An ankle arthroscopy is a procedure in which an arthroscope, a small video camera attached to a fiber optic tube, is inserted into the ankle. The procedure is performed under anesthesia on an outpatient basis. This system is used to evaluate and treat issues with the ankle joint and ligaments.
What is it?
When a patient is experiencing persistent ankle pain, an ankle arthroscopy will be performed in order for the surgeon to diagnose and treat the condition. Ankle injuries or overuse may result in conditions that require an arthroscopy to visualize the joint. An arthroscope is inserted into the ankle through a small incision, and the camera attached allows the surgeon to see the affected tissues.
What should I do to prepare?
Before an ankle arthroscopy, a patient should meet with his or her doctor and discuss current medications, allergies, and past medical history. Patients are instructed to stop eating or drinking before midnight the day before surgery and to stop taking blood-thinning medications and aspirin in advance of the procedure. Additionally, patients should make transportation accommodations following the procedure because the effects of anesthesia impair driving abilities.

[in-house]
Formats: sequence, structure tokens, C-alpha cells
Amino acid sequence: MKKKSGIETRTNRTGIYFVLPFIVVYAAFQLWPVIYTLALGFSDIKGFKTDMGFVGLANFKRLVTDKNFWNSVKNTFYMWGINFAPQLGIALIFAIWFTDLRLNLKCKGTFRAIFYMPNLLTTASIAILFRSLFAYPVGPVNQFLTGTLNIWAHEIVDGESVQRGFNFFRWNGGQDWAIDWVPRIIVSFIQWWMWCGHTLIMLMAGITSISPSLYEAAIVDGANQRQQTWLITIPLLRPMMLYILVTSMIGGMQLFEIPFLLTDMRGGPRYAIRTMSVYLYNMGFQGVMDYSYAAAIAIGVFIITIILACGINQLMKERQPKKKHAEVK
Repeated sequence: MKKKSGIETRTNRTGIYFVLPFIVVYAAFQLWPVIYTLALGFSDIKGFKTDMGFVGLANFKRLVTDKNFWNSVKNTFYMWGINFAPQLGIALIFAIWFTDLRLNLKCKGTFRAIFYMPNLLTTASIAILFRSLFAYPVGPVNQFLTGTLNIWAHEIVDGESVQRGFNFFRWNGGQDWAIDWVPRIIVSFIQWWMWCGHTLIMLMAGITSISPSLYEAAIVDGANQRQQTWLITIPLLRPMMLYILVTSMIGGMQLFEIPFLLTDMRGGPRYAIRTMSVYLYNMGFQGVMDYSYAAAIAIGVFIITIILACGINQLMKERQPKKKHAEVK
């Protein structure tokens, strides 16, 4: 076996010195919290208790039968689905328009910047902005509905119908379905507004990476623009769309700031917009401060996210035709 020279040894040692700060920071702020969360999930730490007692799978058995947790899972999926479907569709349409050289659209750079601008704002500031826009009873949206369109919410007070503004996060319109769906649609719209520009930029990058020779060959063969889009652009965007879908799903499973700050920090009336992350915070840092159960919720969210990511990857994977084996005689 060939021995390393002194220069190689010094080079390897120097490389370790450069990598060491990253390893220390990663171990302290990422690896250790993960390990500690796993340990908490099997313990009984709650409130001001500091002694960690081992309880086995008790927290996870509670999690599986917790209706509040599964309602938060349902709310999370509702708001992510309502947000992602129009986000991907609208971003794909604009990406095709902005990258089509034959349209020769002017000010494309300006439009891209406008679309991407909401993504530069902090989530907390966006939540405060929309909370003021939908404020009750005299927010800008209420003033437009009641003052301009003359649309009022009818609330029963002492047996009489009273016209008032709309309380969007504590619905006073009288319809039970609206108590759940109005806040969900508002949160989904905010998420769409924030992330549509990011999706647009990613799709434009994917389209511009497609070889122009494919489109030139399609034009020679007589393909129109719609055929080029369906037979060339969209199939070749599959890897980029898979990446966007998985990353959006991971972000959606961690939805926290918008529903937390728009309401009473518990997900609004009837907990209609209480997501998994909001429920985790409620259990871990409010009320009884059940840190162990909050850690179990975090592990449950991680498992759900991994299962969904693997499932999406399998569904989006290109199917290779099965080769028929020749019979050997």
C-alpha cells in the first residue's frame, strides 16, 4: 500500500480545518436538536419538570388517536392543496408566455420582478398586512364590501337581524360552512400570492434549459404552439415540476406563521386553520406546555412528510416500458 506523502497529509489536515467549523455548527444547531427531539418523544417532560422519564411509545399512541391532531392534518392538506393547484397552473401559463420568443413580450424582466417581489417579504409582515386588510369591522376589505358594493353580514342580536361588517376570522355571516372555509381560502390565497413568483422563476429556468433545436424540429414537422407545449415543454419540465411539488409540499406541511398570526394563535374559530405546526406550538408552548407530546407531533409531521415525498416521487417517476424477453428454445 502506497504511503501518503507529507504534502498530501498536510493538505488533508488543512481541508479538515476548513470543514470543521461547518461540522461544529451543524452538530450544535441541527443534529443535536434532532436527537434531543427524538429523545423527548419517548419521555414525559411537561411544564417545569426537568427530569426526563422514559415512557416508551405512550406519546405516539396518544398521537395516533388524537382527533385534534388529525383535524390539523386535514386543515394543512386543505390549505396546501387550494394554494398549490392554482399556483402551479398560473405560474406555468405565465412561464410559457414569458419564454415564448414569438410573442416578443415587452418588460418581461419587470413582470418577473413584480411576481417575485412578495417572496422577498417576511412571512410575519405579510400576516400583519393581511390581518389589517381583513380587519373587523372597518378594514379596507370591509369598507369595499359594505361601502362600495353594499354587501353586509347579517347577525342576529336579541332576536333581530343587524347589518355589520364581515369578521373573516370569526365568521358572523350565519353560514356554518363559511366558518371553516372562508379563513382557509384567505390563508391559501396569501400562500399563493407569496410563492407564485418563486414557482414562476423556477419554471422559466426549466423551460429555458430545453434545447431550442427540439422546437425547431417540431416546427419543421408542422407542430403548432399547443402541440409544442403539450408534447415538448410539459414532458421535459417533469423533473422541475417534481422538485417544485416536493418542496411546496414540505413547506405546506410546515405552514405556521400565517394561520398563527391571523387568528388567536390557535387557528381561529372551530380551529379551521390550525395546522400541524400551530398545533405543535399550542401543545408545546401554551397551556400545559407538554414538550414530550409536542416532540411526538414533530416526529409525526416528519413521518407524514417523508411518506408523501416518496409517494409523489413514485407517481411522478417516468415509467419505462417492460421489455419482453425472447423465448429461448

What happens during the process?
General anesthesia, or the complete sedation using drugs, is typically used during this procedure as well as antibiotics to prevent infections. During the procedure, the patient is completely sedated and positioned so that the surgeon has a full view of the ankle. The surgeon will inject fluid into the ankle, which expands the joint and clarifies the arthroscope’s view of the joint. After the issue is diagnosed, the surgeon may continue to use the arthroscope and current incision site to introduce other surgical tools to repair the issue.
Risks and Complications
Ankle arthroscopy comes with associated risks that include but are not limited to:
- Excessive bleeding
- Blood clots
- Nerve damage
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